Each lever 26 has associated therewith a support or fulcrum 40. The fulcrum is fabricated from sheet metal. The fulcrum has a first part 42 which is generally adjacent to the flat portion 12 of the frame opposite the frame first side 14. The first part of the fulcrum 42 is connected to the frame by a threaded fastener 44. The fastener 44 has a shank 46 which penetrates the slot 22. The fastener 44 has a head 48 on an opposite first side 14 of the frame flat portion which compresses a spring washer 50. The fastener threadedly connects with a flat washer 52 which juxtaposes the first part of the fulcrum 42 between the washer 52 and the frame flat portion 12. The first part of the fulcrum 42 also has an upturned stud 56 which allows a technician to move the fulcrum 40 along the slot for infinite adjustment of position. The stud 56 has a transverse dimension which is close to that of the width of the slot 22 and also aids in the prevention of the fulcrum rotating about the fastener 44. When a desired adjusted position is obtained, a screw driver is utilized to torque the head 48 of the fastener.

The fulcrum also has a second part 60 (FIGS. 2, 5) which is an example shown in integrally joined to the first part 42. The second part 60 has an inclination of approximately 45 with the flat portion 12 of the frame and is inclined in a direction towards the pivotal connection of the lever with the frame. The second part 60 has a closed slot 62 which the lever 26 extends through. The slot 62 of the fulcrum second part allows the fulcrum 40 to capture the lever 26 when no circuit card is inserted underneath. Upon insertion of a circuit card, the fulcrum 40, frame flat portion 12 and lever upper end 31 will form a triangular support structure to stabilize an underlying circuit card 28 in its electrical port (expansion socket 72).

In operation, the frame 10 with several lever and fulcrum combinations is installed into a chassis 70 of the computer. The frame 10 is accessible when top side panel (not shown is removed). When a new expansion card 28 is to be added to the computer and a prior expansion slot cover plate 78 along the rear panel of the computer is removed. A determination is made, based upon the size of and shape of the circuit card 28, and the exact location of the frame 10, on which end of the slot 22 to pivotally mount the lever 26 into transversely widened slot portion 24. The location of the expansion socket 72 will also effect which end of the frame 10 to suspend the lever 26 from. The fulcrum 40 is also installed in the approximate slot 22 with the fastener 44 untorqued. The expansion card 28 is then inserted through the expansion slot. The male edge contacts of the lower end 74 of the expansion card are inserted into the female spring loaded contacts of the expansion card socket 72. The lever 26 is placed over the installed expansion card 28 and the fulcrum 40 is adjustably positioned within the slot 22 to force the lever to contact a top edge 34 of the expansion card 8 along the elongated slot of the lever. After the circuit card 28 is secured, the fulcrum 40 is then fixably located in position along the slot 22 by a torquing the fastener 44.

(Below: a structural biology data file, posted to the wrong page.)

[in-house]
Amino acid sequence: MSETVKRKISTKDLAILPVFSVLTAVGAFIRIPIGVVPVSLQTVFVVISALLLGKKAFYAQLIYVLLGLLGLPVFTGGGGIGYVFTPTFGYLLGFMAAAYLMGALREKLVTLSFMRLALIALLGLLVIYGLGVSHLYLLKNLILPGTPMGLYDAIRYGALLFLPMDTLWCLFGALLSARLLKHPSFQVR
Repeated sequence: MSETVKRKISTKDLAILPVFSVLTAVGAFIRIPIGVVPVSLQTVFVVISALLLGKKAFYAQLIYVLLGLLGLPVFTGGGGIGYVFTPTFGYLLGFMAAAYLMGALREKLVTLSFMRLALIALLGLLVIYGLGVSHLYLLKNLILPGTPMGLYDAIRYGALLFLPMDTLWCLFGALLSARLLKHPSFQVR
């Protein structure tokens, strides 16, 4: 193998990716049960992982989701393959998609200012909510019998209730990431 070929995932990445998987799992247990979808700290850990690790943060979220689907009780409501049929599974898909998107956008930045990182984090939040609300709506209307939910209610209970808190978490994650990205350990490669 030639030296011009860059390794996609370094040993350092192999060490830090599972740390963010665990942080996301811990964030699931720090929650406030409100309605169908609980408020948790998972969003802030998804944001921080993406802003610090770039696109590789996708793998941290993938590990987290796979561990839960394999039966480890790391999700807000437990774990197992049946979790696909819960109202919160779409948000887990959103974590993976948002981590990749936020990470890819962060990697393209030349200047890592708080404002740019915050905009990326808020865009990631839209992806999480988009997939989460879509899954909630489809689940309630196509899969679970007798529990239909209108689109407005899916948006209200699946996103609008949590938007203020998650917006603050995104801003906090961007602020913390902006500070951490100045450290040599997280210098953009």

While the invention has been particularly shown and described with reference to the preferred embodiments thereof, it is well understood by those skilled in the art that various changes and modifications can be made in the invention without departing from the spirit and scope thereof.

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U.S. Classification439/377, 361/801
International ClassificationH05K7/14, H01R13/64
Cooperative ClassificationH01R12/7005
European ClassificationH01R23/70A
Legal Events
Sep 28, 1998ASAssignment
Effective date: 19980925
Nov 11, 2004REMIMaintenance fee reminder mailed
Apr 25, 2005LAPSLapse for failure to pay maintenance fees
Jun 21, 2005FPExpired due to failure to pay maintenance fee
Effective date: 20050424